Frederick II, King of Prussia, ascended the throne a very short time before the death of Charles VI, and—as he tells us in his Histoire de mon temps—he immediately determined to seize the opportunity which presented itself. Prussia had long coveted some parts of the lands of the Bohemian crown. A prince who, like Frederick, repeatedly expressed his contempt for the German language in very strong words could find no objection to the acquisition of lands in which a large part of the population did not speak the language. The Prussian sovereigns had to a certain extent favoured the Bohemian exiles who sought refuge in their state, and Bohemian books were printed at Berlin, at a time when it would have been impossible to do so at Prague. These facts had not been forgotten, and Frederick found friends and secret sympathizers not only in Silesia, but also in Bohemia itself, when he afterwards invaded that country. Though himself an agnostic, Frederick the Great was far too keen an observer not to have perceived how greatly the religious difficulties in the Habsburg dominions favoured his venturesome enterprise. The treaty of Westphalia had granted the Protestants of Silesia certain privileges, but the Jesuits constantly encroached on these privileges. After the treaty of Alt-Ranstadt and during the reign of Joseph I, the Protestants had remained unmolested, but during the last years of the rule of Charles VI—and with his tacit approval—the Protestants of Silesia had been forbidden to build schools, and their churches had been coverted into barracks. Prussia had also hereditary rights on parts of Silesia. The Margrave of Jägerndorf, a prince of the house of Hohenzollern, had been deprived of dominions at the beginning of the Thirty Years' War, and Leopold I had in 1675 taken possession of the duchies of Liegnitz, Brieg, and Wohlan after the death of the last Duke. Leopold declared the duchies to be vacant fiefs of the Bohemian crown, though a treaty concluded by a former Duke of Liegnitz assured the succession to the house of Hohenzollern. Though Frederick the Great did not omit to allude to his hereditary rights, his principal motive for immediate action was probably the opportunity of the moment.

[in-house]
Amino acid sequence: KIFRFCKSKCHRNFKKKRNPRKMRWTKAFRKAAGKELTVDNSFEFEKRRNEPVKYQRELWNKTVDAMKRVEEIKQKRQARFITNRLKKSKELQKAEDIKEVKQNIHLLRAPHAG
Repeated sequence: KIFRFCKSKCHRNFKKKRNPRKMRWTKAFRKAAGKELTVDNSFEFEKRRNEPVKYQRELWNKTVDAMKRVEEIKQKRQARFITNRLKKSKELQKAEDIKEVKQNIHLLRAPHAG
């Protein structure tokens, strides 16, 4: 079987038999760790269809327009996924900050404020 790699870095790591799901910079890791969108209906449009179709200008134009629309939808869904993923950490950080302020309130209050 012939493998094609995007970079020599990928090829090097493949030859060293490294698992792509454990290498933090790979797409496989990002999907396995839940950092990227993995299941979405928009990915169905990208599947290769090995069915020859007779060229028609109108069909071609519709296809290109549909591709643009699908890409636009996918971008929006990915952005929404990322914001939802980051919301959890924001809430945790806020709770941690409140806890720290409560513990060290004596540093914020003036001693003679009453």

Charles VI died on October 20, 1740, and on the 13th of December of the same year Frederick and his army crossed the borders of Silesia while negotiations were still proceeding and without a formal declaration of war. It was customary among historians of the older school to denounce this act with a flood of virtuous indignation. It is certain that Prussia had adhered to the pragmatic sanction, but very recent events have proved that few statesmen attach much importance to treaties in the absence of an army sufficient to enforce their enactments. Since the times of Frederick the Great, Charles Albert of Sardinia in 1848, and the Japanese empire in 1904—to quote but two examples—have opened hostilities without a formal declaration of war. It is probable that in consequence of the exigencies of modern warfare this will in the future become more and more customary. Silesia fell an easy prey to Frederick. He immediately decreed that the Protestants should enjoy complete equality of rights, but that the Romanists should not be in any way molested. The Silesian Protestants enthusiastically welcomed the Prussian troops, and the Roman Catholics seeing that Frederick, whose agnosticism assured his impartiality, did not intend to pursue a policy of retaliation, soon found it advisable to accept the rule of Frederick. Only the Austrian government officials, and some members of the nobility who were closely connected with the court of Vienna, left Silesia. The country had but a small Austrian garrison, and with the exception of a few fortresses fell almost immediately into the hands of the King of Prussia, who, on January 3, 1741, made his solemn entry into Breslau. In the following spring the Austrians made an attempt to recover Silesia, but after a complete defeat at Mollwitz on April 16, they were obliged to retire into Moravia.
The armies of France, Saxony and Bavaria had meanwhile began to move against the Habsburg States. Frederick in a masterly diplomatic campaign, which has perhaps only been rivalled by his countryman Bismarck, proved that he had no wish to establish a French hegemony in Germany in succession to the Austrian one, or to increase largely the power of Saxony—Prussia's old rival. He therefore chose this moment for concluding an armistice with Maria Theresa. Under the mediation of England a treaty was signed at Klein Schnellendorf on October 9, 1741, by which Lower Silesia and some smaller districts were ceded to Frederick. The agreement was insincere on the part of both contractors. Frederick was determined, should the enemies of Maria Theresa prove successful, to secure the whole of Silesia and perhaps other parts of the lands of the Bohemian crown as his share of the spoils. The Queen of Bohemia and Hungary had firmly resolved, should her armies be victorious, to drive the Prussians out of Silesia. As was under these circumstances inevitable, the truce was of very short duration.